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Daylight Savings Time in Saudi Arabia

The Kingdom of Saudi Arabia is one of the 161 countries that do not observe Daylight Saving Time. Why would it? There is so much daylight here, why bother saving it? It's an understatement to say that the available supply of sunshine in Saudi Arabia borders on the extreme. Also, considering that the local supply of oil makes gasoline cheaper than water here, it only stands to reason that sunlight would be equally undervalued. Of course, you can't really put sunshine in a bottle for export...but I digress.


So, today, the Kingdom stays at UTC+3 while Washington D.C. goes from UTC-5 to UTC-4. It gets confusing, but there are several useful time zone converters/calculators that account for dates as well. In practical terms, this actually doubles the amount of time we have available for teleconferencing. Seriously. Doubles. But when you're talking about so few hours of overlap during the workweek, every minute matters. At least we're not in one of the countries that are 30 minutes off the nearest timezone (usually depicted with stripes on timezone maps).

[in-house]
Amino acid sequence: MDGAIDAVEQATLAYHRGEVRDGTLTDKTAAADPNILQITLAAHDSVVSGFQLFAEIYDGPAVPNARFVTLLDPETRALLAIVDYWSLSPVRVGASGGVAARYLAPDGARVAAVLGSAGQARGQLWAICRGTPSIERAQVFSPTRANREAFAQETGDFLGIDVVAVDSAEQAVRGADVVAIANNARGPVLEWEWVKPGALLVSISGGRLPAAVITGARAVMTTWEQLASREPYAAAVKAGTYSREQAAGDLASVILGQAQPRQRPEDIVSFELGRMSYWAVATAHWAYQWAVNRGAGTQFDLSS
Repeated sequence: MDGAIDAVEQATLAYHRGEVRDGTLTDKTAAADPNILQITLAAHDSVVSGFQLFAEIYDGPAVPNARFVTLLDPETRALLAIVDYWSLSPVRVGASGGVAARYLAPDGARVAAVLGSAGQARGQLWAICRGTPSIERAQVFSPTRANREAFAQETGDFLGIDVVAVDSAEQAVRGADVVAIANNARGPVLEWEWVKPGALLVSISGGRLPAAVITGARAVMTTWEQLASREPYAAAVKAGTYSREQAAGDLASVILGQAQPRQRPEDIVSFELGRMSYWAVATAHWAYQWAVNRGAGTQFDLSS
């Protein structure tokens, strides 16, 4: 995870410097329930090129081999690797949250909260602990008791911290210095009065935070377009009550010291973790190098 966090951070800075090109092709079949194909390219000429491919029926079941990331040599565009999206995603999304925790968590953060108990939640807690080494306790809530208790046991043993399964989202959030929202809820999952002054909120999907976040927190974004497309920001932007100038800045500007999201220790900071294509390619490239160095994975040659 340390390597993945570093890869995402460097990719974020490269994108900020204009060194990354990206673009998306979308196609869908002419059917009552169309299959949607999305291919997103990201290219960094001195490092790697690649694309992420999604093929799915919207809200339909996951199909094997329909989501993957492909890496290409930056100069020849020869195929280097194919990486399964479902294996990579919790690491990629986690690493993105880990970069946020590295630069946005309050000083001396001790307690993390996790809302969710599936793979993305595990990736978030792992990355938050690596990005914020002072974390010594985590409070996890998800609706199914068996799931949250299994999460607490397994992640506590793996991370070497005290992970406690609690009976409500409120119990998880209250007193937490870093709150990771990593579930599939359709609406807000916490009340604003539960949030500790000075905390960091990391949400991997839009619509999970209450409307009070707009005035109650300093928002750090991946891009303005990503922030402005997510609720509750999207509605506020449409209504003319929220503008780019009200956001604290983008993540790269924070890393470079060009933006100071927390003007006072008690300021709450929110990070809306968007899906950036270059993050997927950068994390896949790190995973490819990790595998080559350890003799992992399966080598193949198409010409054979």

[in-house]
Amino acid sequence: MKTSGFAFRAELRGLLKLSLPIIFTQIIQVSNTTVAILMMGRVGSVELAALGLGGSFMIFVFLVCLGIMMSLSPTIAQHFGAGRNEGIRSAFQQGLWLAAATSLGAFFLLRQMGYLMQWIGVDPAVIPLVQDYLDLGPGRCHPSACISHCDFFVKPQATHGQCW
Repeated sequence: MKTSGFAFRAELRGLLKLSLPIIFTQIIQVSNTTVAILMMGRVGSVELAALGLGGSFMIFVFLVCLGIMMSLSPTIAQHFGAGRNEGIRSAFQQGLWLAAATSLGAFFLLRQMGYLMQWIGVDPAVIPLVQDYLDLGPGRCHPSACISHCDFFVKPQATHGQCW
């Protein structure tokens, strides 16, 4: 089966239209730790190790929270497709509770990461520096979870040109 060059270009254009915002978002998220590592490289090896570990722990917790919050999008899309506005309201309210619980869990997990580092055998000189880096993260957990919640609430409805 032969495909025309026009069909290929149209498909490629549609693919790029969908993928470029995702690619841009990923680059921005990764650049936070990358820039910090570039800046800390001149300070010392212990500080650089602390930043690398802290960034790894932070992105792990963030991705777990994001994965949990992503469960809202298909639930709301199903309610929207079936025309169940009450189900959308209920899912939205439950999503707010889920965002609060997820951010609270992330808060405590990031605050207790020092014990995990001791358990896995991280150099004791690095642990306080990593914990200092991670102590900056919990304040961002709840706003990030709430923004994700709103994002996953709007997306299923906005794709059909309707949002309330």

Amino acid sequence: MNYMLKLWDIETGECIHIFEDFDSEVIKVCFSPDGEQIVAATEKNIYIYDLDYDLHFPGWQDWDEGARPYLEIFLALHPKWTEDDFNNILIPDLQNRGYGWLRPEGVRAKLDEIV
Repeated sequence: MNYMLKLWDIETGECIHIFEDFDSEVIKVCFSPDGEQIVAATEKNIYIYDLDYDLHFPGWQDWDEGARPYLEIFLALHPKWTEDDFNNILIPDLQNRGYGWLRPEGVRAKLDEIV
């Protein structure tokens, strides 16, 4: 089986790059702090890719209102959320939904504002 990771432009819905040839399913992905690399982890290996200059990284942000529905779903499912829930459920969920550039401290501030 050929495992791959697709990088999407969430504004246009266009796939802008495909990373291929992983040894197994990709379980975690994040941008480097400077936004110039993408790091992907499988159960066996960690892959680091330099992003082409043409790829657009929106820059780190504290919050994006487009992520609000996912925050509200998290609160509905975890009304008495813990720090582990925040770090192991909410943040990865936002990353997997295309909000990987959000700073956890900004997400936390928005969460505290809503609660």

Time Zone Infographic: Eastern Time (EST & EDT) vs Saudia Arabia (KSA)
If you didn't know, the work week in Saudi Arabia runs from Sunday to Thursday, so that already cuts the overlap with the rest of the Monday-to-Friday world down to a maximum four days a week. If your workday runs from 8am (0800) to 5pm (1700), when you account for an eight hour time difference, the only practical time (aka "the Golden Hour") for a teleconference that doesn't have barking dogs or screaming children in the background is 4-5pm local / 8-9am in D.C. With the U.S. "springing" forward an hour, we get a "bonus" hour and can now call between 3-5pm local / 8-10am in D.C. four days a week. Like I said, doubled. Well, that's about all I have to say about daylight saving time in Saudi Arabia. And I've still got an hour to spare.

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